According to the "grand tack hypothesis", Jupiter would have begun to form at a distance of roughly 3.5 AU. As the young planet accreted mass, interaction with the gas disk orbiting the Sun and orbital resonances with Saturn [25] caused it to migrate inward. [26] This would have upset the orbits of what are believed to be super-Earths orbiting closer to the Sun, causing them to collide destructively. Saturn would later have begun to migrate inwards too, much faster than Jupiter, leading to the two planets becoming locked in a 3:2 mean motion resonance at approximately 1.5 AU. This in turn would have changed the direction of migration, causing them to migrate away from the Sun and out of the inner system to their current locations. [27] These migrations would have occurred over an 800,000 year time period, [26] with all of this happening over a time period of up to 6 million years after Jupiter began to form (3 million being a more likely figure). [28] This departure would have allowed the formation of the inner planets from the rubble, including Earth. [29]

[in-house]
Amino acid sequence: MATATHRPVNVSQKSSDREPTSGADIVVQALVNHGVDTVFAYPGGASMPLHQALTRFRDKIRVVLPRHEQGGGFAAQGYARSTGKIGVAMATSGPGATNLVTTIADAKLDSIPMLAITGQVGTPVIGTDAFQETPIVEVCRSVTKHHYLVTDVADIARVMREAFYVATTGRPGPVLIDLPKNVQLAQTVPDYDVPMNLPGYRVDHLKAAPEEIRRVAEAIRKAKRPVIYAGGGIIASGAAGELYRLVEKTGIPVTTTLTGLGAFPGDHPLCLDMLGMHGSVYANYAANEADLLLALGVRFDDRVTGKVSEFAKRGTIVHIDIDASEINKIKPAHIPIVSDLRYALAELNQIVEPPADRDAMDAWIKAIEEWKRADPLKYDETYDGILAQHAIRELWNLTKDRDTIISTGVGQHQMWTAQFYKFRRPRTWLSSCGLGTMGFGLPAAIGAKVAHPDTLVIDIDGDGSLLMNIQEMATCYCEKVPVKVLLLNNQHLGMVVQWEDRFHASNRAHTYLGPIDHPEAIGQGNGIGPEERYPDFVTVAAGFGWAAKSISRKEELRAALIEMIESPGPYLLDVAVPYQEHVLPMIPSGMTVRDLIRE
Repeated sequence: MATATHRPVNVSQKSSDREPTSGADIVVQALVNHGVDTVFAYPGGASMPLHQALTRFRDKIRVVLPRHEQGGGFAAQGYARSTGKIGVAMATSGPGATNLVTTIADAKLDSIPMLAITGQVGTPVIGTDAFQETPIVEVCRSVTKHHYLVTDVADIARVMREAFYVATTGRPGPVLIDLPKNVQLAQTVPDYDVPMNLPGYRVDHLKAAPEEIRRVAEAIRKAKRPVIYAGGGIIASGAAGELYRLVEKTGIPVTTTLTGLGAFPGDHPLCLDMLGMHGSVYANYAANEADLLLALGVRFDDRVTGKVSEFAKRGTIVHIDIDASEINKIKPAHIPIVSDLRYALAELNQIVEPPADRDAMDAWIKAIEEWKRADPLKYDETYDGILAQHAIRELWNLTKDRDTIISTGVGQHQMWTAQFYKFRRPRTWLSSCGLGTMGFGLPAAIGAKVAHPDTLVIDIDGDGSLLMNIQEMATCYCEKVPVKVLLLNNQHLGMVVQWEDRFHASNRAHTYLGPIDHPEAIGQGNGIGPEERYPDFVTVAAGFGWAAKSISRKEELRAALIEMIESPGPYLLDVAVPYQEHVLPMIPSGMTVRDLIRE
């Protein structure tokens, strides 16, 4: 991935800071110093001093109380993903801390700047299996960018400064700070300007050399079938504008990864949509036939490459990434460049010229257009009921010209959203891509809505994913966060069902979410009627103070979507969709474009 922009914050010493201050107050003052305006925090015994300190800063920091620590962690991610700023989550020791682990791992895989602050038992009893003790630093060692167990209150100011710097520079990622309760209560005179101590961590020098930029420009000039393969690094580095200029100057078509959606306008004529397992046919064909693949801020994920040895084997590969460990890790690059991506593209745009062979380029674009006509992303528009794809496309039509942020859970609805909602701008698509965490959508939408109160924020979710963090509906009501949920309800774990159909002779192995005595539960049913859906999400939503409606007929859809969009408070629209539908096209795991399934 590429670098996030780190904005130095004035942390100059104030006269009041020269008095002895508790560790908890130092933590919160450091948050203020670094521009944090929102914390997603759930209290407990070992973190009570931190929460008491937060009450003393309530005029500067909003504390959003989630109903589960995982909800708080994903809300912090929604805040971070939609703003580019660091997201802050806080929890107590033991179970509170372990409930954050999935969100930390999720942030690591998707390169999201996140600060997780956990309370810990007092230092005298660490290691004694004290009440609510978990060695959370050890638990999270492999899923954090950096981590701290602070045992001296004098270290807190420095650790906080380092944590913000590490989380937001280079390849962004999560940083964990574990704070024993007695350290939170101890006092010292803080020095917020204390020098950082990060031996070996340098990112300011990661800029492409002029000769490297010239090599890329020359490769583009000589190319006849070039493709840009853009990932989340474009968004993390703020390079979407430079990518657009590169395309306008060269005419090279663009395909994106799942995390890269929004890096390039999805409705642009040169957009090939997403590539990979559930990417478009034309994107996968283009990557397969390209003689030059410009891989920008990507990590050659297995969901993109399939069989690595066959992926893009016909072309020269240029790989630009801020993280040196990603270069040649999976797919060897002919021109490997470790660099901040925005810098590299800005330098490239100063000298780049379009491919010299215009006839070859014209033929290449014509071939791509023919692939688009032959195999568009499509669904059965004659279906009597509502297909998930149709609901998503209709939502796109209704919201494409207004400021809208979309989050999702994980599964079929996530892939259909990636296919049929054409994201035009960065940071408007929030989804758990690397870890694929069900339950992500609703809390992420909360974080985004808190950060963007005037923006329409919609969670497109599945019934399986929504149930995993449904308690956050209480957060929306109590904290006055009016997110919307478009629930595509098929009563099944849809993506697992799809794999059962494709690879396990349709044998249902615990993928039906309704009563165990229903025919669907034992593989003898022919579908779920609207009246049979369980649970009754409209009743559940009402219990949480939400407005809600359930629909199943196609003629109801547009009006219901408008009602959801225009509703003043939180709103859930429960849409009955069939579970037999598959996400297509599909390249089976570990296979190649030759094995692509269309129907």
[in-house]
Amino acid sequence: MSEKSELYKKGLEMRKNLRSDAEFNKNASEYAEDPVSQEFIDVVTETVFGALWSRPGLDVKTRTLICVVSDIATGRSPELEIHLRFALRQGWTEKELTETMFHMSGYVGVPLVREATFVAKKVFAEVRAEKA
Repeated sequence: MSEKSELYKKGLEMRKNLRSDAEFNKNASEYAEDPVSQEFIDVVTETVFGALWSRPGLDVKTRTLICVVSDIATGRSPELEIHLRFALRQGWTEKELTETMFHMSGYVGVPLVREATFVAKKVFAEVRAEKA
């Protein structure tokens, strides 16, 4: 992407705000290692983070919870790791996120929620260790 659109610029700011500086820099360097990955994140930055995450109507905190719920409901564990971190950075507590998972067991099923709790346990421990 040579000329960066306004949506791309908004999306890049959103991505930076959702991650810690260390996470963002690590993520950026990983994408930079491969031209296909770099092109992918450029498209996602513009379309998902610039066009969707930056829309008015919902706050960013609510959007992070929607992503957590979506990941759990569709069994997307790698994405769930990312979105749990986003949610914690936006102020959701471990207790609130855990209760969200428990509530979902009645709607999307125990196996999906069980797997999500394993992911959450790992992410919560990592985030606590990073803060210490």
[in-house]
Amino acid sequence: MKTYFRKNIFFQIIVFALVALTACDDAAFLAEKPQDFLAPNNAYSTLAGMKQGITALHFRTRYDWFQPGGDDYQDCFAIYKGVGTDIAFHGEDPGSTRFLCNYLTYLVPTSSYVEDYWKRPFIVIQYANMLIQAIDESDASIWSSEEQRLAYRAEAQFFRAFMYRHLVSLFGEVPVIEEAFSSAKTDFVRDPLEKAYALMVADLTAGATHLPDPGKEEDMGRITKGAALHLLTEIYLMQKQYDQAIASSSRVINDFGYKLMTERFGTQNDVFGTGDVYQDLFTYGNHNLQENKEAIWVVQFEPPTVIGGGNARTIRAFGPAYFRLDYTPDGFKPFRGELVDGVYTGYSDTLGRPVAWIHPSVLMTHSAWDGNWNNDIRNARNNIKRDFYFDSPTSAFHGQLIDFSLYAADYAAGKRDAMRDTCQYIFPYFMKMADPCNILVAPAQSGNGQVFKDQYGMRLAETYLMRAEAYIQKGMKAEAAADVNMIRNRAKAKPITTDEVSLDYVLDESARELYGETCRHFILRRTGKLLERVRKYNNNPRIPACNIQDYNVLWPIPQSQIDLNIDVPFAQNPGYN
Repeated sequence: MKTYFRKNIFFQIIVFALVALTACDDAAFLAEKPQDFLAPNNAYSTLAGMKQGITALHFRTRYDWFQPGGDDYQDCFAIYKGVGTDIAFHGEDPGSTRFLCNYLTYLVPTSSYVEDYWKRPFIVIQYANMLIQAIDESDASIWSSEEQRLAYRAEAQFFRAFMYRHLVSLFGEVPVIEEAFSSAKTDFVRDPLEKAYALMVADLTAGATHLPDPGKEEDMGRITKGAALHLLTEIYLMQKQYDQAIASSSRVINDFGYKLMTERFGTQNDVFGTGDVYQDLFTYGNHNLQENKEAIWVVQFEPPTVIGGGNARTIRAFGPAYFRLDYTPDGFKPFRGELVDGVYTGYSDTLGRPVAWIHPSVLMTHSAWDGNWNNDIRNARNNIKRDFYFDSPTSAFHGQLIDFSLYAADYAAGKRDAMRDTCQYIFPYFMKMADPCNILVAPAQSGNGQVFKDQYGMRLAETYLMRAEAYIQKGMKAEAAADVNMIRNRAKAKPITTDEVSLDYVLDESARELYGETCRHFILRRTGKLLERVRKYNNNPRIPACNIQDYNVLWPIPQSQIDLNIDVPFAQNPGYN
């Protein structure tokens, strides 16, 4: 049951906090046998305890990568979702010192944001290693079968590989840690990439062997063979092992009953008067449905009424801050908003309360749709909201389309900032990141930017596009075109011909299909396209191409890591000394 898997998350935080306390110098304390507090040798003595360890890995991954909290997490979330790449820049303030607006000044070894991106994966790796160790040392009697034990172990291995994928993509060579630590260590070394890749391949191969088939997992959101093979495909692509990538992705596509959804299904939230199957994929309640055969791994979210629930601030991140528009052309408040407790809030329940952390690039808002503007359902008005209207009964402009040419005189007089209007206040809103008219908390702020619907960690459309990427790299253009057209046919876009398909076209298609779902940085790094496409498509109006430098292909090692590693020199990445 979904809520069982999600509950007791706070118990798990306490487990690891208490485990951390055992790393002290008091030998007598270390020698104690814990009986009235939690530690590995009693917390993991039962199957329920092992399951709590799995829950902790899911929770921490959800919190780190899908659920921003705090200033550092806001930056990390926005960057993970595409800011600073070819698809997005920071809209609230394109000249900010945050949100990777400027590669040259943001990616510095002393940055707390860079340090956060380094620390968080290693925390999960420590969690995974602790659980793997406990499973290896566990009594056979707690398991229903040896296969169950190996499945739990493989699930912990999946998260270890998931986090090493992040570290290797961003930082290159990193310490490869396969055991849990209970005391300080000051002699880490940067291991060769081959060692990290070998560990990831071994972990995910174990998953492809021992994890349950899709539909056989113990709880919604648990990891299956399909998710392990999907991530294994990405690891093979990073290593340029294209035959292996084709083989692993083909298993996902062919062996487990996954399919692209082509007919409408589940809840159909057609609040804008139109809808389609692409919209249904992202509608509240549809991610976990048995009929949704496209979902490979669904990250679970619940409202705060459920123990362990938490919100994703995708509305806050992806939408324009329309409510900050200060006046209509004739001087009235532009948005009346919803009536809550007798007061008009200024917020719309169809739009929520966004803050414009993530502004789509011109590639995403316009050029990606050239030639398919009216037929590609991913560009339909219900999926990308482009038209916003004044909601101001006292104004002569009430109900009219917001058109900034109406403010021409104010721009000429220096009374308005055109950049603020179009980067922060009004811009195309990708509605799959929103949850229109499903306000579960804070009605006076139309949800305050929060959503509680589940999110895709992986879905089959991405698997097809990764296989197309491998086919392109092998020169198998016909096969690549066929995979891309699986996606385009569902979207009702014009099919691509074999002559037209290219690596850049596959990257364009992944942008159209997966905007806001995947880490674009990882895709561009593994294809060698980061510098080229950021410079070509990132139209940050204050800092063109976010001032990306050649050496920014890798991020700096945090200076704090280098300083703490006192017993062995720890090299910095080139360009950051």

However, the formation timescales of terrestrial planets resulting from the grand tack hypothesis appear inconsistent with the measured terrestrial composition. [30] Moreover, the likelihood that the outward migration actually occurred in the solar nebula is very low. [31] In fact, some models predict the formation of Jupiter's analogues whose properties are close to those of the planet at the current epoch. [32]

Other models have Jupiter forming at distances much further out, such as 18 AU. [33] [34] In fact, based on Jupiter's composition, researchers have made the case for an initial formation outside the molecular nitrogen (N2) snowline, which is estimated at 20-30 AU, [35] [36] and possibly even outside the argon snowline, which may be as far as 40 AU. Having formed at one of these extreme distances, Jupiter would then have migrated inwards to its current location. This inward migration would have occurred over a roughly 700,000 year time period, [33] [34] during an epoch approximately 2–3 million years after the planet began to form. Saturn, Uranus and Neptune would have formed even further out than Jupiter, and Saturn would also have migrated inwards.

Jupiter is one of the four gas giants, being primarily composed of gas and liquid rather than solid matter. It is the largest planet in the Solar System, with a diameter of 142,984 km (88,846 mi) at its equator. [37] The average density of Jupiter, 1.326 g/cm 3 , is the second highest of the giant planets, but lower than those of the four terrestrial planets. [38]

Composition